‘We’re just getting started’

Chairperson of the Strauss Group food empire and chamber chairwoman Ofra Strauss sat down with the ‘Post’ and gave her own take on the state of US-Israeli relations and where they're headed.

Ofra Strauss poses with her father and US Ambassador Daniel Shapiro at the anniversary gala (photo credit: ISRAEL-AMERICA CHAMBER OF COMMERCE)
Ofra Strauss poses with her father and US Ambassador Daniel Shapiro at the anniversary gala
The room is filled with the movers and shakers of the Israeli and American business worlds and they’re dressed to impress. The men (and some women who went the elegant pantsuit route) are proudly wearing pins with the US and Israeli flags pinned to their lapels. Renditions of both “The Star-Spangled Banner” and “Hatikva” precede the evening’s comments. And, at the end of the night, when Israel-America Chamber of Commerce chairwoman Ofra Strauss toasts the next 50 years of relations at the posh gala dinner last week night, a marching band waltzes in playing – what else? – “When the Saints Go Marching In.”
It was if the tension between Jerusalem and Washington and the never-ending diplomatic ping-pong between Prime Minister Benjamin Netanyahu and US President Barack Obama simply didn’t exist.
And perhaps in the business world at least, it doesn’t. After all, business ties are stronger than ever with bilateral trade at $38 billion and Israel ranking 24 out of the 25 countries that export to the US.
“Presidents, prime ministers stay for four or eight years, but we are here much longer,” Strauss said from her office in Petah Tikva ahead of the grand event.
As part of a delegation of leading business executives worldwide, Strauss met with Obama just a few days after Netanyahu’s controversial congressional address, and even then – when the issue was as fresh as can be – she did not feel any tension when discussing business.
As for the relations between the two leaders themselves and what it means for the all-important strategic cooperation in the future, Strauss remains unconcerned.
“I think that this type of discussion on the Iran issue is a legitimate one,” she said. “[The discussion] was on the merits of what Israelis thought and think.
This is about our life, our existence. When you talk about our existence, it’s fair enough to fight on your views. Whether it be in Congress, in newspapers, that’s how democracy works. I’m not frightened that discussions like that ruin relationships.”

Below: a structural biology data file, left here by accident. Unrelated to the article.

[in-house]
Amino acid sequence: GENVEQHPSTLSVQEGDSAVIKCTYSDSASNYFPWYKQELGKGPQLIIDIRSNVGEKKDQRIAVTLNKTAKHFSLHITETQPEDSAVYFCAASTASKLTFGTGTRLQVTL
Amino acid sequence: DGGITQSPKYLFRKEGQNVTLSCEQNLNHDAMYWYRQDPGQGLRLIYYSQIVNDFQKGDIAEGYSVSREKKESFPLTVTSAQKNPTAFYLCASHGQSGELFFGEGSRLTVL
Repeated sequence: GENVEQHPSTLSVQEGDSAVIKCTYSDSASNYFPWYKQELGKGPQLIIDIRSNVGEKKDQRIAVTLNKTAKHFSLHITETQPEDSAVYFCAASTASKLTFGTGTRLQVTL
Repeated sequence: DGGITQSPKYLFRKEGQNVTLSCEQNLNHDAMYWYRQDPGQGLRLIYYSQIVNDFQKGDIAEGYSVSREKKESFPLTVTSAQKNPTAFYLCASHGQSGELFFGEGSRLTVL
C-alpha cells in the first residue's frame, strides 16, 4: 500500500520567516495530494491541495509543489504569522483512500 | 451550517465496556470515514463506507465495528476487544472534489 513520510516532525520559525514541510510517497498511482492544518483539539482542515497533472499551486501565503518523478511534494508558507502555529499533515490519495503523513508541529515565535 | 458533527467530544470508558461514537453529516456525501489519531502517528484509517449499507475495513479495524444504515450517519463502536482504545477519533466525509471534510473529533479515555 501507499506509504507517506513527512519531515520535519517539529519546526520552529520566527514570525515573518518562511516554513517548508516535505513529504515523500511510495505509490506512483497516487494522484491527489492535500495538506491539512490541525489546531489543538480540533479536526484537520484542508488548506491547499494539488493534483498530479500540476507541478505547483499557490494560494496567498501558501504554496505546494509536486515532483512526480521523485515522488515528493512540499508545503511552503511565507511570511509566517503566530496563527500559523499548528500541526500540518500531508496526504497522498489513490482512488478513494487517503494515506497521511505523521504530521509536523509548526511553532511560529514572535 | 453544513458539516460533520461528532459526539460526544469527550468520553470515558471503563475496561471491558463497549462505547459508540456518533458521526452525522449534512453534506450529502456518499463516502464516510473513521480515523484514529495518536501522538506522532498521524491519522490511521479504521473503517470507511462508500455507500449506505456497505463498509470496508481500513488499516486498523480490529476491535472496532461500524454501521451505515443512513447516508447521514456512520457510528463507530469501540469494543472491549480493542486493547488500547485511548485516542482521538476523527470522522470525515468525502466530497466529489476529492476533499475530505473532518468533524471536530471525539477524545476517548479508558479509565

We should worry, Strauss argues, when there is no discussion at all.
“When we don’t see in the news any discussion of American leaders talking with Israel or vice versa, then we’ll know that there’s something really wrong.”
As far as business is concerned, Americans and Israelis were destined to make money together.
“Israelis love English,” she gushes when asked what she thinks is behind the natural affinity the two peoples have for each other.
Our shared democratic values are another reason why the symbiotic relationship works and the shared core values also explains why we are so intertwined with one another, according to Strauss.
“We are a young country, the US is as well. We are a country of immigrants, the US is as well. So innovation, if you’re governed in the right way and you’re a country of diversity, you can create a certain type of innovation that is really ground-breaking because you’re not bogged down by those thousands of years of history,” she said.
US Ambassador to Israel Dan Shapiro, who attended the dinner agreed with that assessment, saying that the two pillars holding up Israeli-American relations are shared strategic interests and “our common values and moral bonds.”
As the chamber is marking 50 years of fostering trade between the two nations – as well as the 30th anniversary of the signing US-Israel Free Trade Agreement – Strauss asserts that this is really only the beginning.
“I think we’re just getting started in commercial  ties. If it started with political ties... [then] commercial ties will be the ones that will hold it together, because they are really long-term,” she said.
When asked if she thinks the threat of the Boycott, Divestment and Sanctions movement can possibly mar future business ties with American companies, she, too, remains unconcerned.
“We in the business world, with the Israeli government of course, we can face it,” she said, adding that with Europe saddled with a migration crisis and the Arab region in turmoil boycotting Israel will be the least of their priorities.
“I think this whole boycotting Israel will just be less relevant now with what’s going on in Europe and the Arab world and it will call for a completely different action,” she argued. “Yes, we still have those issues that we need to correct and we can be better, but when it comes to doing business with Israel, boycotting us is not the way to really influence what we’re doing.
On the contrary, they should do business with us and really make Israel part of the world.”
During his remarks at the dinner, Shapiro said that these shared economic endeavors “gives all of our citizens in both countries the ability to the lead a more prosperous life.”
That in itself then, is something worth celebrating.